Expression patterns of CYP1A were the same in the different liver sections (data not shown). CYP1A was only expressed in hepatocytes, in both groups (Fig. 5). In Fig. 5 it can be clearly seen that CYP1A is not expressed in connective tissue or bile duct lining cells. In the exposed group, hepatocytes in proximity to blood vessels displayed a stronger staining for CYP1A than hepatocytes more distant to blood circulation (Fig. 6A). This pattern was not observed in the same degree in the control group (Fig. 6B). No major differences were found between the different cell types in the expression of elongation factor (Fig. 7).

Figure 5
figure 5

In situ hybridization staining of CYP1A (brown) in liver of Atlantic salmon Salmo salar exposed to β-naphthoflavone. Nucleus staining with methyl green. 1: hepatocytes, 2: connective tissue, 3: bile duct. Scale bar = 50 μm.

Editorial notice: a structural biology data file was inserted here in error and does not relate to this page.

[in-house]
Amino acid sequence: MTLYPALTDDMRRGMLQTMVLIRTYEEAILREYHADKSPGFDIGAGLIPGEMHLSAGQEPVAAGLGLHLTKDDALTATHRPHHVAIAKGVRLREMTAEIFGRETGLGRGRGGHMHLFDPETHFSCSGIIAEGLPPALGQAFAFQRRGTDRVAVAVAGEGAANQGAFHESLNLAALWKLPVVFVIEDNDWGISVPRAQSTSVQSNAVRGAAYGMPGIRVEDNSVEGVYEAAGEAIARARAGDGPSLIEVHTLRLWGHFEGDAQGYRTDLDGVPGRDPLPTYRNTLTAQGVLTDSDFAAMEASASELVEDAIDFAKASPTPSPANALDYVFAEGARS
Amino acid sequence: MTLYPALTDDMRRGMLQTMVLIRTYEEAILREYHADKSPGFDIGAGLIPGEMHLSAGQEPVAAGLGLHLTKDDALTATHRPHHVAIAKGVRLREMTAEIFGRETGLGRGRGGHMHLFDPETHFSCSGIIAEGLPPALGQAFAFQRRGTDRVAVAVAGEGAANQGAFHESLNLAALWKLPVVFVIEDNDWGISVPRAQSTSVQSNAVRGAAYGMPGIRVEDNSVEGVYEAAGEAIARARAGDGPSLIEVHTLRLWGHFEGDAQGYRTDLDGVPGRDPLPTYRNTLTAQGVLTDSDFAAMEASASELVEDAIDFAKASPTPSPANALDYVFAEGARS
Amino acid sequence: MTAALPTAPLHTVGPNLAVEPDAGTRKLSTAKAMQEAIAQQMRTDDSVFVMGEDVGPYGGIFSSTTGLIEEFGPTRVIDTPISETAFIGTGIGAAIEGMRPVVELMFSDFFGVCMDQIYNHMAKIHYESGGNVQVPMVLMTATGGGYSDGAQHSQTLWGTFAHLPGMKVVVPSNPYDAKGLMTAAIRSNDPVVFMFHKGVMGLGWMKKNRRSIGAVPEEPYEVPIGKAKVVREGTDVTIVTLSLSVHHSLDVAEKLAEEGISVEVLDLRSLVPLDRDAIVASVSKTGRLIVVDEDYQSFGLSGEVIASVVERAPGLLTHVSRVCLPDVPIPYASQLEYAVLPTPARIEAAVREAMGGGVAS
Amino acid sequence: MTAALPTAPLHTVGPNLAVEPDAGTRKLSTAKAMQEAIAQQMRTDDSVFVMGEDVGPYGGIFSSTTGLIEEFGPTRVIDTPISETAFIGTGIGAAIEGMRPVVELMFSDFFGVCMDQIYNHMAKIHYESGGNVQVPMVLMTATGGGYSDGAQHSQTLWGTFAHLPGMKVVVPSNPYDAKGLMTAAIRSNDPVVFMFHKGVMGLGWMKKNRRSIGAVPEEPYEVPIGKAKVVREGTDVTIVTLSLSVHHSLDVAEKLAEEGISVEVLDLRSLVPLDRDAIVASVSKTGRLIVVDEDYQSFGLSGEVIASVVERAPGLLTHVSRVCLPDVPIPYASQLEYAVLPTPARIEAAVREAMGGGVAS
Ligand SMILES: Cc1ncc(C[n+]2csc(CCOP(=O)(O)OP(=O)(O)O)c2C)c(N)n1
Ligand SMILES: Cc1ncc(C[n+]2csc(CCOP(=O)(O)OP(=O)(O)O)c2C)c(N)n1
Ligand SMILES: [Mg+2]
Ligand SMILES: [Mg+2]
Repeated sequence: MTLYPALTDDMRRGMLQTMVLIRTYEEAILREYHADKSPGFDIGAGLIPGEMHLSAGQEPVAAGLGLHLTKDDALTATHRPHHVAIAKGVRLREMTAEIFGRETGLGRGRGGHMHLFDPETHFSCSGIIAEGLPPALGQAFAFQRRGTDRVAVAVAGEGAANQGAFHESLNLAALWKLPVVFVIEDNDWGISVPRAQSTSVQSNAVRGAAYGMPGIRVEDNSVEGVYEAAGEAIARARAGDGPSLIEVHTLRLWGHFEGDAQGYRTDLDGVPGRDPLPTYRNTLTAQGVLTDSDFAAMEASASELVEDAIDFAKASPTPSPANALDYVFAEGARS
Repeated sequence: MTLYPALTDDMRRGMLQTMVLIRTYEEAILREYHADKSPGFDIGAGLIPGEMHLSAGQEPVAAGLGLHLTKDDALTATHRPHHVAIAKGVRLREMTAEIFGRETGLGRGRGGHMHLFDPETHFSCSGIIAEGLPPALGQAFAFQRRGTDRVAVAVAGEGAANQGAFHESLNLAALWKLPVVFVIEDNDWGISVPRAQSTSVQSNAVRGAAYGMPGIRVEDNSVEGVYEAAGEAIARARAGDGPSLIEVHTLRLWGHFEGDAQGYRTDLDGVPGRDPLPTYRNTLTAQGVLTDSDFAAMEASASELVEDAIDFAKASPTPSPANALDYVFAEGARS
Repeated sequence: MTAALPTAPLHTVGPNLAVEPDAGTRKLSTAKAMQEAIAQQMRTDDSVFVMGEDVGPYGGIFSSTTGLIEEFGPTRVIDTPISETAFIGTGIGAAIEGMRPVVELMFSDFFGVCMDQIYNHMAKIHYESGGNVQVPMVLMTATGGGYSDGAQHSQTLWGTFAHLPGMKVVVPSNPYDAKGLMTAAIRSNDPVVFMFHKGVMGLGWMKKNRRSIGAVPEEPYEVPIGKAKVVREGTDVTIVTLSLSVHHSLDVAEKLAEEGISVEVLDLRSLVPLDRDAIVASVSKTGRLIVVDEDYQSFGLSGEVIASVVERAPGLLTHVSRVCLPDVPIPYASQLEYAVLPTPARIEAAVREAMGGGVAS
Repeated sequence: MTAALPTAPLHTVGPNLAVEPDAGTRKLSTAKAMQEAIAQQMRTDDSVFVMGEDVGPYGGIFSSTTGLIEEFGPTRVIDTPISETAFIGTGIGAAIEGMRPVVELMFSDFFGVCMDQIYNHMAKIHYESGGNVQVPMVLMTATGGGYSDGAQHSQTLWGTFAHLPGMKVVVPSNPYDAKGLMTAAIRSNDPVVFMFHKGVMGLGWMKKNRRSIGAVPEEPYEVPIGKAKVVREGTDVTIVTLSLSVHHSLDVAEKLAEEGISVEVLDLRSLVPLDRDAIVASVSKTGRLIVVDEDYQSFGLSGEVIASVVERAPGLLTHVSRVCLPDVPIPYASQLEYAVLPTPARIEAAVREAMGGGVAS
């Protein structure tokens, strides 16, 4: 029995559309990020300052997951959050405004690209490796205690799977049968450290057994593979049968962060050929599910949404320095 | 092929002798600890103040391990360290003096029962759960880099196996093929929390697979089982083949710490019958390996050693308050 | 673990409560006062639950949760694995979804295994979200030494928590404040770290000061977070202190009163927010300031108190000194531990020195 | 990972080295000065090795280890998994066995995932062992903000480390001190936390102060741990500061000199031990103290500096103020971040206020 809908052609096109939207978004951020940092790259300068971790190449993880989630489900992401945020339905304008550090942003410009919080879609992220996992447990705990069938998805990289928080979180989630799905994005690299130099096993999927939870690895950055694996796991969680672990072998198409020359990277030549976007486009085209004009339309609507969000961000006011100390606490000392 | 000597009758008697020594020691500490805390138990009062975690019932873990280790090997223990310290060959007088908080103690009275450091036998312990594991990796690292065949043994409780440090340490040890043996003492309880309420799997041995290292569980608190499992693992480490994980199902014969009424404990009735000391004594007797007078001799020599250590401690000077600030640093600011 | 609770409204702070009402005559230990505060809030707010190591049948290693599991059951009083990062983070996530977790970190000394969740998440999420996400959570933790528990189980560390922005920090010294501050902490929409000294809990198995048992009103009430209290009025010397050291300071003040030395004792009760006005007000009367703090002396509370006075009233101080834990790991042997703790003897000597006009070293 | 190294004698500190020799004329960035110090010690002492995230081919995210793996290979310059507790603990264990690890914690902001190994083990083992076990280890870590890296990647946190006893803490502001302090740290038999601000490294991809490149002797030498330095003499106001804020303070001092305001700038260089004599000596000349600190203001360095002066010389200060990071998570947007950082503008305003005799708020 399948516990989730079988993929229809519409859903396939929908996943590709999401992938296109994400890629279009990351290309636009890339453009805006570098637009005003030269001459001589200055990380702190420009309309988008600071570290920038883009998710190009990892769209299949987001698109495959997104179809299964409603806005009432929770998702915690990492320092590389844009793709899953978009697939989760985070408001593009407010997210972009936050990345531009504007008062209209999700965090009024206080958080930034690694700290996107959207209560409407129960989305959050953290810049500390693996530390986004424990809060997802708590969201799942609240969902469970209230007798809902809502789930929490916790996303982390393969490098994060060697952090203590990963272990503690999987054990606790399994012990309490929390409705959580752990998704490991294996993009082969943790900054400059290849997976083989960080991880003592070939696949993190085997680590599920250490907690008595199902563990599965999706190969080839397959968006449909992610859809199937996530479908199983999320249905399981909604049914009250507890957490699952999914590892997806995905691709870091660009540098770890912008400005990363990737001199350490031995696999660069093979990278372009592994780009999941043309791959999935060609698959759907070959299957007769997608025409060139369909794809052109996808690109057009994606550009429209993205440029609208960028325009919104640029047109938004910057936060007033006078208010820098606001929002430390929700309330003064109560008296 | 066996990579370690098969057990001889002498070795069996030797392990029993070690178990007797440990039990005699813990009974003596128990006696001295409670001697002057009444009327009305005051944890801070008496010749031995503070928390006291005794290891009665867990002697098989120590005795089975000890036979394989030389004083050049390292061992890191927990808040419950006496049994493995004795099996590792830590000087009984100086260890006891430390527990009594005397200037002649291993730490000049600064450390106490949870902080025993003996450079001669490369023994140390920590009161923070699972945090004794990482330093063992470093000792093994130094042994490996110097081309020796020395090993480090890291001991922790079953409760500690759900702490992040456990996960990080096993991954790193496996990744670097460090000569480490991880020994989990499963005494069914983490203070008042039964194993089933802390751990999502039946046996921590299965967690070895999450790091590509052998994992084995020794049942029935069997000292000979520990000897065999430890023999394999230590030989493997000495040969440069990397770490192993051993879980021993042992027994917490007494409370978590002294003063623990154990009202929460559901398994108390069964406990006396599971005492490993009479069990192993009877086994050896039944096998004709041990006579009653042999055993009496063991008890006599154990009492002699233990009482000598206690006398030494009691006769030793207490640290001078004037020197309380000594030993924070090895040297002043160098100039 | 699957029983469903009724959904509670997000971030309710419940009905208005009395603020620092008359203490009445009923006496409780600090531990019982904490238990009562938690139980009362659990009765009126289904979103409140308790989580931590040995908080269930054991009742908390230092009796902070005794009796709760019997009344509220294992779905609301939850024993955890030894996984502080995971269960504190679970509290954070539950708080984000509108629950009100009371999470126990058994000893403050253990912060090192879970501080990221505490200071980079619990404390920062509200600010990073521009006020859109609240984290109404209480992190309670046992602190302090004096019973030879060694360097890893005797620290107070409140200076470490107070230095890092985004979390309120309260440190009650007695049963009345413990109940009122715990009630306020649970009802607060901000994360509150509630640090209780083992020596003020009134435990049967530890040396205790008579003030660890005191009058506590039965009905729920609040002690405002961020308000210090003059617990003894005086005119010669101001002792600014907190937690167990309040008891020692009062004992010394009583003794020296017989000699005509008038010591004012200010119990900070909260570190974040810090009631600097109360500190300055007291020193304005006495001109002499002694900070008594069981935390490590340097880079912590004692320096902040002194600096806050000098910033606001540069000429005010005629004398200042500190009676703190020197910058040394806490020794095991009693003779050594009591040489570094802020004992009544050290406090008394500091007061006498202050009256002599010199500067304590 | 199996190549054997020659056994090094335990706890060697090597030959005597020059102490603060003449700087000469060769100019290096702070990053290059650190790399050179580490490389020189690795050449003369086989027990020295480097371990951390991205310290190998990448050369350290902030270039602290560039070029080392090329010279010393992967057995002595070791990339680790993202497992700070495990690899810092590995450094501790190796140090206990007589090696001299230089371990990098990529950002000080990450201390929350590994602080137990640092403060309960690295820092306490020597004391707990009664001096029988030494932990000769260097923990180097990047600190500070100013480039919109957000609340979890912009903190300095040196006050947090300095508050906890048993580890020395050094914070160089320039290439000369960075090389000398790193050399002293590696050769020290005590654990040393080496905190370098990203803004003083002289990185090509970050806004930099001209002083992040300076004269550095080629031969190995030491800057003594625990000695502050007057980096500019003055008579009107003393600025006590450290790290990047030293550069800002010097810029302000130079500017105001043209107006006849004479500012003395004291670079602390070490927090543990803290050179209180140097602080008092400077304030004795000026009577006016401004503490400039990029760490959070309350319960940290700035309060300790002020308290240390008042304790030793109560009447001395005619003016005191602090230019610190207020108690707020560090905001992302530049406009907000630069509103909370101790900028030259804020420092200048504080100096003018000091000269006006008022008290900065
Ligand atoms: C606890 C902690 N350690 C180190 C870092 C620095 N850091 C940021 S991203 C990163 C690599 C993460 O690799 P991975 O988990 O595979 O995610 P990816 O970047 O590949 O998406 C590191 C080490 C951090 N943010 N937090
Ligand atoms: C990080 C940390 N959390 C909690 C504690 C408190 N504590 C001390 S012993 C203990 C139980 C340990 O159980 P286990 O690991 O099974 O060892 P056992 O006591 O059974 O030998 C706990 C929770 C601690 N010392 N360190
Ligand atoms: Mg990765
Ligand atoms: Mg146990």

Figure 6
figure 6

In situ hybridization staining of CYP1A (brown) in liver of Atlantic salmon Salmo salar exposed to β-naphthoflavone (A) and control (B). Nucleus staining with methyl green. 1: hepatocytes, 2: blood vessel. Scale bar = 50 μm.

Figure 7
figure 7

In situ hybridization staining of EF1AB (brown) in liver of Atlantic salmon Salmo salar exposed to β-naphthoflavone. Nucleus staining with methyl green. 1: hepatocytes, 2: blood vessel. Scale bar = 50 μm.